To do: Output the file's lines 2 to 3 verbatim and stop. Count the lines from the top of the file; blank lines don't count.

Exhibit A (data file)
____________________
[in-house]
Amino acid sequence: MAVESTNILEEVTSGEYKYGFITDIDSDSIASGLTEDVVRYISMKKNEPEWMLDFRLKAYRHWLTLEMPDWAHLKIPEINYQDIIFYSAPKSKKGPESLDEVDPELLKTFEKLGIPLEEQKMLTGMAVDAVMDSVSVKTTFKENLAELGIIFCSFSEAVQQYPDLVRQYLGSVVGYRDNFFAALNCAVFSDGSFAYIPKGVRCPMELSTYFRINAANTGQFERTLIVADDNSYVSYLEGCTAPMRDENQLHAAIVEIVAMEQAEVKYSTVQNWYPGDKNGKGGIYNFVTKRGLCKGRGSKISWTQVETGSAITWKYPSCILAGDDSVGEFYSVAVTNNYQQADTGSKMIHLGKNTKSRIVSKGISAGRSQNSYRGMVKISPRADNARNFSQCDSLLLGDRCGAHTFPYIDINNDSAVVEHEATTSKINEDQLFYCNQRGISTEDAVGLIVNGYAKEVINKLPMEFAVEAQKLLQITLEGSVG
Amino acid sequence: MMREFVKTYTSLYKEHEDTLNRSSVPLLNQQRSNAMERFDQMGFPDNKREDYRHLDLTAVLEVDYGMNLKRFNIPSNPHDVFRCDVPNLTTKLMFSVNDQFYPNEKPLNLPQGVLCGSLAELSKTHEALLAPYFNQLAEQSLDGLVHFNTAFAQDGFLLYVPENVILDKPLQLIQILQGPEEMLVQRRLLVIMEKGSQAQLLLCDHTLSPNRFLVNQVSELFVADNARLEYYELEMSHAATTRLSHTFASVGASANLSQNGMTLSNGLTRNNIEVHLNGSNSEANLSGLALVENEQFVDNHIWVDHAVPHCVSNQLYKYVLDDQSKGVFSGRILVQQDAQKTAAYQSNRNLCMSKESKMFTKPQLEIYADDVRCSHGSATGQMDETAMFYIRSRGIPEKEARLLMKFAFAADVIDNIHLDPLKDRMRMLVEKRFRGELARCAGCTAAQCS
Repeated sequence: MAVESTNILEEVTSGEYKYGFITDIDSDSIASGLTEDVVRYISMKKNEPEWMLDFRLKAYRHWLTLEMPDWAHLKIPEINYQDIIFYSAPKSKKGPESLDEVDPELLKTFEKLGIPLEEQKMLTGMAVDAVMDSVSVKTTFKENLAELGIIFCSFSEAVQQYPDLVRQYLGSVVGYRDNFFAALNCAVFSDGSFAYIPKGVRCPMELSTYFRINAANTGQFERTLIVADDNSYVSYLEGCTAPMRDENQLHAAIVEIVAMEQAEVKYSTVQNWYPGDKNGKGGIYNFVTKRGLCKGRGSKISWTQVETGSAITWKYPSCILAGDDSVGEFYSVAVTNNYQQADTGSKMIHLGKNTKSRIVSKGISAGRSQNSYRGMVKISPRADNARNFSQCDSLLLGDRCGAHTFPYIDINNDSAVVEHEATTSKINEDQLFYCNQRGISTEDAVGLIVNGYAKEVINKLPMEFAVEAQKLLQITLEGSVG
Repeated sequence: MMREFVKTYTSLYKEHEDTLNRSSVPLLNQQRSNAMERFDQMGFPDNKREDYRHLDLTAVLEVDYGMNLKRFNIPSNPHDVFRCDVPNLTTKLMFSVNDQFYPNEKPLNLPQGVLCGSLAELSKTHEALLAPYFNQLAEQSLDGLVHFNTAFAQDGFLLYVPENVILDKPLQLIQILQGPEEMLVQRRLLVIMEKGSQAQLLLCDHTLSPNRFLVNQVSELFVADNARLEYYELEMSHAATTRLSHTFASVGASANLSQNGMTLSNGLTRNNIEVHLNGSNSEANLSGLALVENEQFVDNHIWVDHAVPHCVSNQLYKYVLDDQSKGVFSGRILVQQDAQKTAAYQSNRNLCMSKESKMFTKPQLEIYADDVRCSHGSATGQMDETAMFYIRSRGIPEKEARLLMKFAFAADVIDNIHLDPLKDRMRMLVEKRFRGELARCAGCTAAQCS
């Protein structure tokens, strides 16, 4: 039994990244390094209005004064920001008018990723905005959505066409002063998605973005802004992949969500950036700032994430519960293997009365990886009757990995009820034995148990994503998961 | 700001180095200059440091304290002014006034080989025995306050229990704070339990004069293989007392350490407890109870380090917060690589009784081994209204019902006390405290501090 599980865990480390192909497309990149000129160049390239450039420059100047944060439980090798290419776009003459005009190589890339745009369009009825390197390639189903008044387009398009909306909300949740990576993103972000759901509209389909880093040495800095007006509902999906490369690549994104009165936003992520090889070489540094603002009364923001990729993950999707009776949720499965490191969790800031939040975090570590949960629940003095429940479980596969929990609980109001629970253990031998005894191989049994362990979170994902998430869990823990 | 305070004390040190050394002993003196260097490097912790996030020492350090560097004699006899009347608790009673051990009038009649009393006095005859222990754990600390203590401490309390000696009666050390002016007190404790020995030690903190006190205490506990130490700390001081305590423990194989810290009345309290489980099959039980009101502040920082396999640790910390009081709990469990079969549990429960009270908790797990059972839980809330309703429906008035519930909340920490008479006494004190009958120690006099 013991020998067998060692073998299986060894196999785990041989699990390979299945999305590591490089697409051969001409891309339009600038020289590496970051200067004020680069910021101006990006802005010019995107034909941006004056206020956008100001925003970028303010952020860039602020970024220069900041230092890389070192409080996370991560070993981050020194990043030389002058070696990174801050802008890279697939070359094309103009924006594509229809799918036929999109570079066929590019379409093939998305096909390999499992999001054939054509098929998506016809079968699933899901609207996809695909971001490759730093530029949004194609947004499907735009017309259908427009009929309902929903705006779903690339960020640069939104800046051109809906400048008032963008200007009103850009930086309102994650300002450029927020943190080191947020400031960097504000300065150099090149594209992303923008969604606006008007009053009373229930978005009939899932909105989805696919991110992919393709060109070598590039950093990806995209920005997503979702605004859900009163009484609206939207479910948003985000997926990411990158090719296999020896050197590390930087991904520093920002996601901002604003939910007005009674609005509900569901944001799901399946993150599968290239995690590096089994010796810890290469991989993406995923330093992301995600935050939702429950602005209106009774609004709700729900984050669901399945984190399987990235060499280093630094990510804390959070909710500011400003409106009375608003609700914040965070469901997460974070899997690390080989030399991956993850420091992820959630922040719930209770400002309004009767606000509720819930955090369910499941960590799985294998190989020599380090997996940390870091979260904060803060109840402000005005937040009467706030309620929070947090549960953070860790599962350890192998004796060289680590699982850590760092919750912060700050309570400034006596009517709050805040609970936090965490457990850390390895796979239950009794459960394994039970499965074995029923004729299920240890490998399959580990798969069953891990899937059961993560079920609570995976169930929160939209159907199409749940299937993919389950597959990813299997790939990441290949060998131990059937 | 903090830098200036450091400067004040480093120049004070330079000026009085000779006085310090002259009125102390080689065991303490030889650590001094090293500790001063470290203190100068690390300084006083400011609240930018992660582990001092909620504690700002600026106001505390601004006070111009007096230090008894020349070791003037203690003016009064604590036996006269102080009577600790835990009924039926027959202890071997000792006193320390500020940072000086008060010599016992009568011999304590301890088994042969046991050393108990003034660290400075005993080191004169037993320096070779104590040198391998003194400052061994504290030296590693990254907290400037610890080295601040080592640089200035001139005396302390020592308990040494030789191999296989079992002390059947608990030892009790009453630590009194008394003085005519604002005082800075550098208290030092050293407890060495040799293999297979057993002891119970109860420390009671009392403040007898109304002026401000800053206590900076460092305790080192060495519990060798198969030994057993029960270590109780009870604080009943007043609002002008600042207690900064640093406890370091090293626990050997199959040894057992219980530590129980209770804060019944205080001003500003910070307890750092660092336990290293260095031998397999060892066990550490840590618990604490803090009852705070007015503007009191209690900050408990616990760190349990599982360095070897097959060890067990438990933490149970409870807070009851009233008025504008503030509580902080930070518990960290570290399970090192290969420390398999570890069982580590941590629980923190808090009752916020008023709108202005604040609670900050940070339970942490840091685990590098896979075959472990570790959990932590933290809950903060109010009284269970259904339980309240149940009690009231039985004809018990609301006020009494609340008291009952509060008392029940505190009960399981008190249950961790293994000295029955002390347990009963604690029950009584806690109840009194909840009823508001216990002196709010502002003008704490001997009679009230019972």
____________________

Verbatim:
Amino acid sequence: MAVESTNILEEVTSGEYKYGFITDIDSDSIASGLTEDVVRYISMKKNEPEWMLDFRLKAYRHWLTLEMPDWAHLKIPEINYQDIIFYSAPKSKKGPESLDEVDPELLKTFEKLGIPLEEQKMLTGMAVDAVMDSVSVKTTFKENLAELGIIFCSFSEAVQQYPDLVRQYLGSVVGYRDNFFAALNCAVFSDGSFAYIPKGVRCPMELSTYFRINAANTGQFERTLIVADDNSYVSYLEGCTAPMRDENQLHAAIVEIVAMEQAEVKYSTVQNWYPGDKNGKGGIYNFVTKRGLCKGRGSKISWTQVETGSAITWKYPSCILAGDDSVGEFYSVAVTNNYQQADTGSKMIHLGKNTKSRIVSKGISAGRSQNSYRGMVKISPRADNARNFSQCDSLLLGDRCGAHTFPYIDINNDSAVVEHEATTSKINEDQLFYCNQRGISTEDAVGLIVNGYAKEVINKLPMEFAVEAQKLLQITLEGSVG
Amino acid sequence: MMREFVKTYTSLYKEHEDTLNRSSVPLLNQQRSNAMERFDQMGFPDNKREDYRHLDLTAVLEVDYGMNLKRFNIPSNPHDVFRCDVPNLTTKLMFSVNDQFYPNEKPLNLPQGVLCGSLAELSKTHEALLAPYFNQLAEQSLDGLVHFNTAFAQDGFLLYVPENVILDKPLQLIQILQGPEEMLVQRRLLVIMEKGSQAQLLLCDHTLSPNRFLVNQVSELFVADNARLEYYELEMSHAATTRLSHTFASVGASANLSQNGMTLSNGLTRNNIEVHLNGSNSEANLSGLALVENEQFVDNHIWVDHAVPHCVSNQLYKYVLDDQSKGVFSGRILVQQDAQKTAAYQSNRNLCMSKESKMFTKPQLEIYADDVRCSHGSATGQMDETAMFYIRSRGIPEKEARLLMKFAFAADVIDNIHLDPLKDRMRMLVEKRFRGELARCAGCTAAQCS